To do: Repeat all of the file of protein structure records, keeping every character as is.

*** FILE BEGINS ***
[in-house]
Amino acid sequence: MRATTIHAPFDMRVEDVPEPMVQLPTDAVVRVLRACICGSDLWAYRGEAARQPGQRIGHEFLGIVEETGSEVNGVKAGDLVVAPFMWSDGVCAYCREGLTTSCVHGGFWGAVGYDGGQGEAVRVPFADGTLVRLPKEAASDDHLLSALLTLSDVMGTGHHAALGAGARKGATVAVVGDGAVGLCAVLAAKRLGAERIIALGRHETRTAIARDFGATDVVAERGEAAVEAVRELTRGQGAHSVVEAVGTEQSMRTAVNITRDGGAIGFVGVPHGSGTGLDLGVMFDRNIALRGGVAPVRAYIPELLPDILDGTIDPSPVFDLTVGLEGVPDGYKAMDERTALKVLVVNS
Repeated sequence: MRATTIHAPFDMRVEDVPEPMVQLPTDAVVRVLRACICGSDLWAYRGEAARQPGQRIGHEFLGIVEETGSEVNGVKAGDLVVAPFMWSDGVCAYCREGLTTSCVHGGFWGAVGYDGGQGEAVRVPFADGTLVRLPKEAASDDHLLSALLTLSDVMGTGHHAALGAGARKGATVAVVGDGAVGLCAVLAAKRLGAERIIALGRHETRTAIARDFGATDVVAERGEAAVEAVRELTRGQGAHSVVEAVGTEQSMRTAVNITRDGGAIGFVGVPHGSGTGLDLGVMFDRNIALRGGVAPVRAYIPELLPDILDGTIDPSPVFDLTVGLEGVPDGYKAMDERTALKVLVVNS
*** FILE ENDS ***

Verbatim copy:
[in-house]
Amino acid sequence: MRATTIHAPFDMRVEDVPEPMVQLPTDAVVRVLRACICGSDLWAYRGEAARQPGQRIGHEFLGIVEETGSEVNGVKAGDLVVAPFMWSDGVCAYCREGLTTSCVHGGFWGAVGYDGGQGEAVRVPFADGTLVRLPKEAASDDHLLSALLTLSDVMGTGHHAALGAGARKGATVAVVGDGAVGLCAVLAAKRLGAERIIALGRHETRTAIARDFGATDVVAERGEAAVEAVRELTRGQGAHSVVEAVGTEQSMRTAVNITRDGGAIGFVGVPHGSGTGLDLGVMFDRNIALRGGVAPVRAYIPELLPDILDGTIDPSPVFDLTVGLEGVPDGYKAMDERTALKVLVVNS
Repeated sequence: MRATTIHAPFDMRVEDVPEPMVQLPTDAVVRVLRACICGSDLWAYRGEAARQPGQRIGHEFLGIVEETGSEVNGVKAGDLVVAPFMWSDGVCAYCREGLTTSCVHGGFWGAVGYDGGQGEAVRVPFADGTLVRLPKEAASDDHLLSALLTLSDVMGTGHHAALGAGARKGATVAVVGDGAVGLCAVLAAKRLGAERIIALGRHETRTAIARDFGATDVVAERGEAAVEAVRELTRGQGAHSVVEAVGTEQSMRTAVNITRDGGAIGFVGVPHGSGTGLDLGVMFDRNIALRGGVAPVRAYIPELLPDILDGTIDPSPVFDLTVGLEGVPDGYKAMDERTALKVLVVNS